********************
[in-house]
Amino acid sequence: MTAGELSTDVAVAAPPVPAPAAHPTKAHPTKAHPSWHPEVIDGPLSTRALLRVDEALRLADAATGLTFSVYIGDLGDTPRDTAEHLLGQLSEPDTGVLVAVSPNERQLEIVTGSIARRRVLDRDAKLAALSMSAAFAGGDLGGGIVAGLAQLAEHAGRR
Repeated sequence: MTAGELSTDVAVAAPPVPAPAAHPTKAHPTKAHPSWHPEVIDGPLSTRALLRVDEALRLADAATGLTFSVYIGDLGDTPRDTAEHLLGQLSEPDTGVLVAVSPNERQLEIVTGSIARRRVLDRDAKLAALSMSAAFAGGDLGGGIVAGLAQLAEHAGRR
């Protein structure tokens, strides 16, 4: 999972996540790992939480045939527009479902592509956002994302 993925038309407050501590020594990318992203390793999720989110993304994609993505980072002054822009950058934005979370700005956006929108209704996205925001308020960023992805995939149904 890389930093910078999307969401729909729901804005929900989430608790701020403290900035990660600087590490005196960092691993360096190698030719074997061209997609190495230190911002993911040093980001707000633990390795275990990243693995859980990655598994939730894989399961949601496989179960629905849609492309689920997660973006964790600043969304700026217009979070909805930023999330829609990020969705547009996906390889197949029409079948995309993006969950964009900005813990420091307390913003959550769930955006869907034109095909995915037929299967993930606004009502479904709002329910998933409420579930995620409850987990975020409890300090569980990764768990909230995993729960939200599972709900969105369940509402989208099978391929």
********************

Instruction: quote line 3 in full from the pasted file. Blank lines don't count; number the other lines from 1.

Repeated sequence: MTAGELSTDVAVAAPPVPAPAAHPTKAHPTKAHPSWHPEVIDGPLSTRALLRVDEALRLADAATGLTFSVYIGDLGDTPRDTAEHLLGQLSEPDTGVLVAVSPNERQLEIVTGSIARRRVLDRDAKLAALSMSAAFAGGDLGGGIVAGLAQLAEHAGRR